How does the price compare to that of similar products in the market, including ones recently tested on

It sits between the Showers Pass and Sealskins caps mentioned in the review.

Did you enjoy using the product? Yes

Would you consider buying the product? Yes

Would you recommend the product to a friend? Yes

Use this box to explain your overall score

It does the job it is designed for, plus it is well made and priced well against the opposition.

Overall rating: 8/10

About the tester

Age: 44  Height: 180cm  Weight: 76kg

I usually ride: This month's test bike  My best bike is: B'Twin Ultra CF draped in the latest bling test components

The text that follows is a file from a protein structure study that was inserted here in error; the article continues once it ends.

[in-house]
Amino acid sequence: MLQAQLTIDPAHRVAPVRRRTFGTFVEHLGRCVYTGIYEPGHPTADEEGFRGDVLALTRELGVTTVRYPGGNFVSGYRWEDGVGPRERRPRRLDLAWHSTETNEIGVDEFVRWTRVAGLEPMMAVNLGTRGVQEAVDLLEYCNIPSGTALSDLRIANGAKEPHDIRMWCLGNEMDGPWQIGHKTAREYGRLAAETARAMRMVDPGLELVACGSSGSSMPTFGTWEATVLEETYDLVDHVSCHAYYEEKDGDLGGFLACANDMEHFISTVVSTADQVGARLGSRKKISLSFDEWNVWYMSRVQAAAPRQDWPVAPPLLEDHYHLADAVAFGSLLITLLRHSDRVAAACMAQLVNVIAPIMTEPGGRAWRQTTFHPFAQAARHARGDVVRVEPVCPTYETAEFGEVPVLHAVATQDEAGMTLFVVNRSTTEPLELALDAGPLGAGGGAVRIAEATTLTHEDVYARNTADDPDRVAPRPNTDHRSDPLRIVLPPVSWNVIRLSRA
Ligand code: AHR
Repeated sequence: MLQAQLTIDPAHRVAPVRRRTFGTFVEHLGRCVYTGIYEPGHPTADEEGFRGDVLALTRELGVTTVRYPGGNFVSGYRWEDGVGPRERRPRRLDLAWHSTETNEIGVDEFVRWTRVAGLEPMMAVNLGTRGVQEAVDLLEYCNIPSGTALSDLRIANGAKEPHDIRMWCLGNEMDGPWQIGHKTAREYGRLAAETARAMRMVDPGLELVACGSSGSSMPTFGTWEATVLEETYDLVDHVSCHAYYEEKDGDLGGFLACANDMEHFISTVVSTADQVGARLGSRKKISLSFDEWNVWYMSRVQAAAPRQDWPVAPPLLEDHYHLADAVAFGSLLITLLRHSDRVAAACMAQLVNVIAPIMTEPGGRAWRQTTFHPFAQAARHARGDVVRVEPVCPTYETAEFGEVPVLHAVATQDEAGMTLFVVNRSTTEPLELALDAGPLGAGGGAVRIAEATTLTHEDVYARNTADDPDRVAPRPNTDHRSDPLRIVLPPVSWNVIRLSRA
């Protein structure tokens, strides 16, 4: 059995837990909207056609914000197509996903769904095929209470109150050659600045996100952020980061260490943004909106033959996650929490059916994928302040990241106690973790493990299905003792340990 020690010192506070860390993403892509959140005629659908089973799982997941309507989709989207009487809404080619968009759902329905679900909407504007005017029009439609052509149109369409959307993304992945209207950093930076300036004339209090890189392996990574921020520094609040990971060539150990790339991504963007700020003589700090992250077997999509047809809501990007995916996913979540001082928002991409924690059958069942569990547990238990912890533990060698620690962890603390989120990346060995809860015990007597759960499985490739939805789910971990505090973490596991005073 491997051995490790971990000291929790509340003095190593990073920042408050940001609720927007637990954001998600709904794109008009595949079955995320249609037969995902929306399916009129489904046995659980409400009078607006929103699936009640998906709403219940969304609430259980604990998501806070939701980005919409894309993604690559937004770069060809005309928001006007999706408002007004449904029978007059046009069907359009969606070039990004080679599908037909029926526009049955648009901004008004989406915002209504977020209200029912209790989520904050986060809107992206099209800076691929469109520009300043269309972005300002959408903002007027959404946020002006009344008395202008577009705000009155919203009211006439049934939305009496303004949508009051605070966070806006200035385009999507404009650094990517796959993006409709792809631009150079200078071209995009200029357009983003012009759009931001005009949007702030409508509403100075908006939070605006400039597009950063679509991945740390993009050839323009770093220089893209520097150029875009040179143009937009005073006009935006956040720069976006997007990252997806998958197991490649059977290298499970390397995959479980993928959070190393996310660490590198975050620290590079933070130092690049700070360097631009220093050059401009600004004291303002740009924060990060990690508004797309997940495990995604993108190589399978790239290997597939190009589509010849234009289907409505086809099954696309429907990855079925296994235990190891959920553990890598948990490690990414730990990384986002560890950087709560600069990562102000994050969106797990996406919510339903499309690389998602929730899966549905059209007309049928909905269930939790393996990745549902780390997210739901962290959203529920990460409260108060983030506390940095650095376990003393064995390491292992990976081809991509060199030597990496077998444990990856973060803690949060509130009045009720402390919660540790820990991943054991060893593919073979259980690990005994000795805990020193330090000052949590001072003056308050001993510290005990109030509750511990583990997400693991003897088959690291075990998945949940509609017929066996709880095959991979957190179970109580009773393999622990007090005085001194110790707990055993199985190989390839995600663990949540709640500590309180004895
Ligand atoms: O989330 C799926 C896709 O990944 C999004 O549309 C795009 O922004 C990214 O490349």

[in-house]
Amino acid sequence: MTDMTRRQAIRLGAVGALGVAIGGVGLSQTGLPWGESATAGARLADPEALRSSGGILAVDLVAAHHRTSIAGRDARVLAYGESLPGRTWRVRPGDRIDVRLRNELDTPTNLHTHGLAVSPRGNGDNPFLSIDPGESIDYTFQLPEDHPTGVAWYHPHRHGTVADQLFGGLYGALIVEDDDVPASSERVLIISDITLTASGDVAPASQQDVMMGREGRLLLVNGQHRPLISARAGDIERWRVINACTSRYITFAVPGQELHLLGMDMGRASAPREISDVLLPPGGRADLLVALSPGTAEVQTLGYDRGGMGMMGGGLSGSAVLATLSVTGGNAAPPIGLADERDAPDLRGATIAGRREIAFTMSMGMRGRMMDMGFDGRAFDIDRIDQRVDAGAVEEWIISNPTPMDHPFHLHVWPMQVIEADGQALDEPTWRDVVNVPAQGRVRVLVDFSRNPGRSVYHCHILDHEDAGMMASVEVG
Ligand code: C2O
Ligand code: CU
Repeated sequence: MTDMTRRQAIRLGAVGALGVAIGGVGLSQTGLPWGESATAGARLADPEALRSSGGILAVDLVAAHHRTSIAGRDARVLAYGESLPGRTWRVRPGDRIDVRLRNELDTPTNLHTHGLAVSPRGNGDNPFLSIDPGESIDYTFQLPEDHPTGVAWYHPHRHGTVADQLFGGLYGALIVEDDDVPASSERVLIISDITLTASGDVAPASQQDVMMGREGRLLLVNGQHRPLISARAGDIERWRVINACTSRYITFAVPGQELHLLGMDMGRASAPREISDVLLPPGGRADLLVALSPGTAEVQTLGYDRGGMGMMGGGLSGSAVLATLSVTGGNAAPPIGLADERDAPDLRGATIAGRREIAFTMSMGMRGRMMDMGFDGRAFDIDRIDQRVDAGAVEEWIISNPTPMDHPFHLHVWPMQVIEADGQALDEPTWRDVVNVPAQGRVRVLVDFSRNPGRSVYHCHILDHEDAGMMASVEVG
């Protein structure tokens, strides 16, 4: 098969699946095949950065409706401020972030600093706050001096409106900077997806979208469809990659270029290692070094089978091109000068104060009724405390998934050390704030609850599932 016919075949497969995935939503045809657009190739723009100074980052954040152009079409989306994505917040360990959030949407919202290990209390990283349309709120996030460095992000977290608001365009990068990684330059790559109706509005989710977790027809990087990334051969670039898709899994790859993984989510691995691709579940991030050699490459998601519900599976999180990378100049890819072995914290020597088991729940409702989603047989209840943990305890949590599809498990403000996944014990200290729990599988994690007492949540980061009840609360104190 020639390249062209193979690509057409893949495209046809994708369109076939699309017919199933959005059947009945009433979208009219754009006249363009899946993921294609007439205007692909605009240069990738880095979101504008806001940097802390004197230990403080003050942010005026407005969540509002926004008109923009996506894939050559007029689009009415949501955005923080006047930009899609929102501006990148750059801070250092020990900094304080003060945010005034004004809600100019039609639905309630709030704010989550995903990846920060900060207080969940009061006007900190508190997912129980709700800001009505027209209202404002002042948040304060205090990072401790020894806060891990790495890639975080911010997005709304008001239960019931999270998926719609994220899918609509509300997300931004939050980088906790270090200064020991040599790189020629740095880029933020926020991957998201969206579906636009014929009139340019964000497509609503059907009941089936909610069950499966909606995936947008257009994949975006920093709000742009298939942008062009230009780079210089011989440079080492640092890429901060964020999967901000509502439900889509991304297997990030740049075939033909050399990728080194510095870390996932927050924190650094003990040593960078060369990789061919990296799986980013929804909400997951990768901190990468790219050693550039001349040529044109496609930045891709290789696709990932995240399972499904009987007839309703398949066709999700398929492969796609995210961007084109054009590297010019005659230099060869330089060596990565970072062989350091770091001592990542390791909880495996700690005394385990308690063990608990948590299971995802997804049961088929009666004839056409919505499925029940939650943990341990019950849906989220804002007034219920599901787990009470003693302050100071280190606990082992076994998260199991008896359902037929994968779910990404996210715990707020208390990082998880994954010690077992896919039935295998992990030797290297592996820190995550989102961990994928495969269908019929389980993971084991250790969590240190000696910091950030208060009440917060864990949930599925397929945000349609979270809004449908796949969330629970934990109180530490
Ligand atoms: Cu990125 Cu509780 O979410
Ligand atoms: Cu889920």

I've been riding for: Over 20 years  I ride: Every day  I would class myself as: Expert

I regularly do the following types of riding: time trialling, commuting, club rides, sportives, fixed/singlespeed,

As part of the tech team here at F-At Digital, senior product reviewer Stu spends the majority of his time writing in-depth reviews for, and ebiketips using the knowledge gained from testing over 1,500 pieces of kit (plus 100's of bikes) since starting out as a freelancer back in 2009. After first throwing his leg over a race bike back in 2000, Stu's ridden more than 170,000 miles on road, time-trial, track, and gravel bikes, and while he's put his racing days behind him, he still likes to smash the pedals rather than take things easy. With a background in design and engineering, he has an obsession with how things are developed and manufactured, has a borderline fetish for handbuilt metal frames and finds a rim braked road bike very aesthetically pleasing!